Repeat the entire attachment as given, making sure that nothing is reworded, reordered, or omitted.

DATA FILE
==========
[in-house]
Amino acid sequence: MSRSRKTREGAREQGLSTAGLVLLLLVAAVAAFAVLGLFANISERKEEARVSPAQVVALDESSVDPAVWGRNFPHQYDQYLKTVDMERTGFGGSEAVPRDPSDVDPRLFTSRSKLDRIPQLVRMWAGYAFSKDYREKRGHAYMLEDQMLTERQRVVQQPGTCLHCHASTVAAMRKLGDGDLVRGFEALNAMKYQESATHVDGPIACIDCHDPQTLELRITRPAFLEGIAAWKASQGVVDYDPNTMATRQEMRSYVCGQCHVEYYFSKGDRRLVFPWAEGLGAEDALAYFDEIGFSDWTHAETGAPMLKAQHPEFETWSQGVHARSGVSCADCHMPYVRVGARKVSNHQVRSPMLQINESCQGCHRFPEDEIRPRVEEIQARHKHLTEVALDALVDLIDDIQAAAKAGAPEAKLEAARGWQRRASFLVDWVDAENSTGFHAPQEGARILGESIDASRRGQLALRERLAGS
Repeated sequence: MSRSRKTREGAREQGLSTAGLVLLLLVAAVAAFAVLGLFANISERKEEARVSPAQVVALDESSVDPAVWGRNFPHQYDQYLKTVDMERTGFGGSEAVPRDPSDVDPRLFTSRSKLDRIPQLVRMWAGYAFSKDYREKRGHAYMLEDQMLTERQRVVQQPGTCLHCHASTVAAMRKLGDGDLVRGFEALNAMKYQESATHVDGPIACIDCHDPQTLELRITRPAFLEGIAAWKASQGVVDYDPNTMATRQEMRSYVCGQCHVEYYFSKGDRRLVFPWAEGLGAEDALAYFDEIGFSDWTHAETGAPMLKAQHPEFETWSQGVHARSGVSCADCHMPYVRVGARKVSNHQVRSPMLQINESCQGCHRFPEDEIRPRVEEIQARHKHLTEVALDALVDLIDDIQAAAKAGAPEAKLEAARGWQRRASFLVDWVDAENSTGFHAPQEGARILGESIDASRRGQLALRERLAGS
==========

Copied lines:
[in-house]
Amino acid sequence: MSRSRKTREGAREQGLSTAGLVLLLLVAAVAAFAVLGLFANISERKEEARVSPAQVVALDESSVDPAVWGRNFPHQYDQYLKTVDMERTGFGGSEAVPRDPSDVDPRLFTSRSKLDRIPQLVRMWAGYAFSKDYREKRGHAYMLEDQMLTERQRVVQQPGTCLHCHASTVAAMRKLGDGDLVRGFEALNAMKYQESATHVDGPIACIDCHDPQTLELRITRPAFLEGIAAWKASQGVVDYDPNTMATRQEMRSYVCGQCHVEYYFSKGDRRLVFPWAEGLGAEDALAYFDEIGFSDWTHAETGAPMLKAQHPEFETWSQGVHARSGVSCADCHMPYVRVGARKVSNHQVRSPMLQINESCQGCHRFPEDEIRPRVEEIQARHKHLTEVALDALVDLIDDIQAAAKAGAPEAKLEAARGWQRRASFLVDWVDAENSTGFHAPQEGARILGESIDASRRGQLALRERLAGS
Repeated sequence: MSRSRKTREGAREQGLSTAGLVLLLLVAAVAAFAVLGLFANISERKEEARVSPAQVVALDESSVDPAVWGRNFPHQYDQYLKTVDMERTGFGGSEAVPRDPSDVDPRLFTSRSKLDRIPQLVRMWAGYAFSKDYREKRGHAYMLEDQMLTERQRVVQQPGTCLHCHASTVAAMRKLGDGDLVRGFEALNAMKYQESATHVDGPIACIDCHDPQTLELRITRPAFLEGIAAWKASQGVVDYDPNTMATRQEMRSYVCGQCHVEYYFSKGDRRLVFPWAEGLGAEDALAYFDEIGFSDWTHAETGAPMLKAQHPEFETWSQGVHARSGVSCADCHMPYVRVGARKVSNHQVRSPMLQINESCQGCHRFPEDEIRPRVEEIQARHKHLTEVALDALVDLIDDIQAAAKAGAPEAKLEAARGWQRRASFLVDWVDAENSTGFHAPQEGARILGESIDASRRGQLALRERLAGS